- Mealybugs: Mealybugs look like tiny cottony masses on your Philodendron. They suck the sap from vulnerable places on the plants, leading to yellowing and drooping leaves.
- Aphids: Aphids could be the issue if you see small, pear-shaped insects on your plant or if the leaves are curling and yellowing.
- Scale: Scale insects look like small, brown, disc-like bumps on your plant. They can cause wilting, yellowing, and stunted growth.
- Root Rot: If you notice that your Philodendron’s leaves are yellowing, wilting, or falling off and the roots smell foul, root rot could be the cause. It’s usually due to overwatering or poor drainage.
- Leaf Spot: This disease causes brown spots with yellow halos on the leaves. It’s often due to high humidity or overwatering.
Remember, prevention is always better than cure! Keep your plant in a well-ventilated area, don’t overwater it, and ensure it has good drainage. Regularly check for signs of pests and diseases so you can tackle any issues early on. We got this! 🌿💪
Propagating Your Philodendron Brasil
A budget-friendly way of growing your indoor plant collection is to propagate your established mother plants.
You can create numerous healthy plant babies to add to your collection. You can also begin to trade your new plants with other indoor plant enthusiasts within the community.
Let’s now explore ways that you can propagate your Philodendron Brasil plants.
Propagate by Cutting in Water
When we propagate, we prefer to propagate cuttings in water. Not only is it easy, but you can also see all the magic happen in front of your eyes as the roots grow!
Here’s how to do it.
- Select a Healthy Vine: Look for a healthy vine from the Philodendron Brasil you wish to propagate. The vine should have at least two to three leaves and be green and vibrant.
- Cut the Vine: Cut the vine about a quarter-inch below a leaf node using a clean, sharp pair of scissors or a knife. Note that the node is the small swollen area where the leaf and stem meet.
- Remove Lower Leaves: Remove one or two lower leaves from the cut vine. It will leave an exposed node, which is required to produce roots.
- Prepare Your Vessel: Choose a clean glass jar or bottle and fill it with water. Make sure it’s transparent so that you can observe the root growth.
- Immerse the Stem: Place the cut vine in the water vessel, ensuring the node is immersed in water. However, do not let the remaining leaves touch the water, as it can lead to rotting.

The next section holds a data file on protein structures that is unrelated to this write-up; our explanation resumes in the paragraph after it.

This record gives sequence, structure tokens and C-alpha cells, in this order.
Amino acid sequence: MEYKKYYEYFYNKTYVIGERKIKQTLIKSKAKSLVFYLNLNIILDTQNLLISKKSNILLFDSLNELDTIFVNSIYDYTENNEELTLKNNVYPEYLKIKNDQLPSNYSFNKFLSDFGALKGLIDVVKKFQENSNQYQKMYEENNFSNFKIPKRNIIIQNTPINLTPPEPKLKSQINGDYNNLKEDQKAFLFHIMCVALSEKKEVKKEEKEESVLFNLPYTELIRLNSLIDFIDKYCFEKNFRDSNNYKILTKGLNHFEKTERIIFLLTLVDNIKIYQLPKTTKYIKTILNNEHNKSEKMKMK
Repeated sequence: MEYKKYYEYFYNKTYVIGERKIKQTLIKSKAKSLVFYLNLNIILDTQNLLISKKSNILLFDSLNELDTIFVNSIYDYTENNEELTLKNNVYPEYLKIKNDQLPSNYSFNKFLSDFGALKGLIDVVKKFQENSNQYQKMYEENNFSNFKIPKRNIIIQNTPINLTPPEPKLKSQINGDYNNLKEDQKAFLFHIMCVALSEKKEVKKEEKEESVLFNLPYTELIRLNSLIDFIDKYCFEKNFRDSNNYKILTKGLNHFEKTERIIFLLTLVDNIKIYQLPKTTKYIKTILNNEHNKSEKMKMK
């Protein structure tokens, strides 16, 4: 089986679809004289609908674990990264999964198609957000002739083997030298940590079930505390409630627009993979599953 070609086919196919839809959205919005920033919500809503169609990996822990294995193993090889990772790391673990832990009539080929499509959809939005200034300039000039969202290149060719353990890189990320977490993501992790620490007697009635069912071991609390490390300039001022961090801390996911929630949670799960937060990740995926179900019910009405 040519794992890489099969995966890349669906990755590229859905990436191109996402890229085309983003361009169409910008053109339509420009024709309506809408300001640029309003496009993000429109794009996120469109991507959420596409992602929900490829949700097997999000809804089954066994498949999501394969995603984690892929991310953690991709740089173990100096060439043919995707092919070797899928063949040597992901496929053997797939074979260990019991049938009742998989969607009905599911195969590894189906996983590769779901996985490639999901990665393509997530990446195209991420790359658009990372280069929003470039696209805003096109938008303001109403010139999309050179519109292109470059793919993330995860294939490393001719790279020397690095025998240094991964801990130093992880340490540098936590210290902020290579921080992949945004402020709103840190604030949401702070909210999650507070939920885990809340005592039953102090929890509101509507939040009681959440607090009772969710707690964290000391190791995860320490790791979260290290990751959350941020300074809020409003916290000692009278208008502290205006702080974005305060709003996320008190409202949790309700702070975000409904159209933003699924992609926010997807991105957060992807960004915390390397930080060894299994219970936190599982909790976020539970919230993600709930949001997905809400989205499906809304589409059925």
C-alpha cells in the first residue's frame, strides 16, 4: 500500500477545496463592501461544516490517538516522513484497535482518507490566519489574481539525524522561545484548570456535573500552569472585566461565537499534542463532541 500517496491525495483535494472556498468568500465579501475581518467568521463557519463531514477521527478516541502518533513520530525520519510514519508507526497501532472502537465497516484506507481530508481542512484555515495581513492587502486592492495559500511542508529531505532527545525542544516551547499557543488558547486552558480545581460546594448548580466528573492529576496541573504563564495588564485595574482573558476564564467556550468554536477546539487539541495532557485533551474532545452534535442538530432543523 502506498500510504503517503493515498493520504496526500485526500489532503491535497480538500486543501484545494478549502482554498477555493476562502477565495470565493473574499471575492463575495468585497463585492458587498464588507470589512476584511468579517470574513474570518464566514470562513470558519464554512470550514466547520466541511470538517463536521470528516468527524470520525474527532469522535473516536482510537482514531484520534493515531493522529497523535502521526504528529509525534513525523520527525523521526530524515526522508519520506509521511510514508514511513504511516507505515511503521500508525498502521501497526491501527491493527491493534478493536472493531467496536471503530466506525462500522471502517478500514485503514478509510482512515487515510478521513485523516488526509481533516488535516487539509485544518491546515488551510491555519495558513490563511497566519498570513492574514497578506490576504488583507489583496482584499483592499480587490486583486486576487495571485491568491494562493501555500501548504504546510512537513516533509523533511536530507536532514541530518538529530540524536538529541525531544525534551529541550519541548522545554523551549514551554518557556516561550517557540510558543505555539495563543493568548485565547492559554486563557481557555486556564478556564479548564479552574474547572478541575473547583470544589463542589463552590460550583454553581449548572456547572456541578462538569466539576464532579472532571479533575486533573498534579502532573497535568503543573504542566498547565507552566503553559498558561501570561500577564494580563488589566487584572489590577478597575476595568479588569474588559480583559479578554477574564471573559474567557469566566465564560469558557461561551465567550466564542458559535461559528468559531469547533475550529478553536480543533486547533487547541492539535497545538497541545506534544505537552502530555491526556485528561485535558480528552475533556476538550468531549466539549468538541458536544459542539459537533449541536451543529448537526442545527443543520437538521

- Choose the Right Location: Place your Brasil in a location with medium to bright indirect light. Avoid direct sunlight as it can scorch and burn the leaves or overheat the water.
- Wait for Roots to Grow: Be patient and wait for roots to grow. This may take several weeks. Change the water every few days to keep it fresh and prevent bacteria buildup.
- Transplant (Optional): Once the roots have grown to about two inches long, you can choose to transplant your new Philodendron Brasil to potting soil, or you can continue to let it grow in water.
Propagate in Soil or Moss
If you prefer using a direct propagation method, follow these steps for growing new philodendrons in soil.
- Select and Prep Cutting: Follow steps 1-3 from the method above for selecting and preparing your cutting.
- Drying the Cutting: Let the cutting dry for an hour or so. This allows the cut to callous over, which can help prevent rot.
- Applying Rooting Hormone: Dip the cut end of your cutting in rooting hormone (optional). This can improve the chances of successful rooting.
- Preparing the Pot: Prepare a pot with well-draining soil or sphagnum moss. The pot should have drainage holes.
- Planting the Cutting: Stick the cut end of your stem cutting into the soil or moss. Ensure the node is beneath the surface, as roots will grow from this.
- Watering the Soil: Water the soil or moss until it’s damp, not soaking wet.
- Positioning the Pot: Place the pot in a location with bright, indirect light. Avoid direct sunlight, which can burn the new growth.
- Maintaining Moisture: Keep the soil or moss lightly moist but not waterlogged. Overwatering can lead to rot.
- Waiting for Roots: Wait for roots to grow. This can take several weeks to a month or more.
- Epiphyte. (2023, June 27). In Wikipedia. https://en.wikipedia.org/wiki/Epiphyte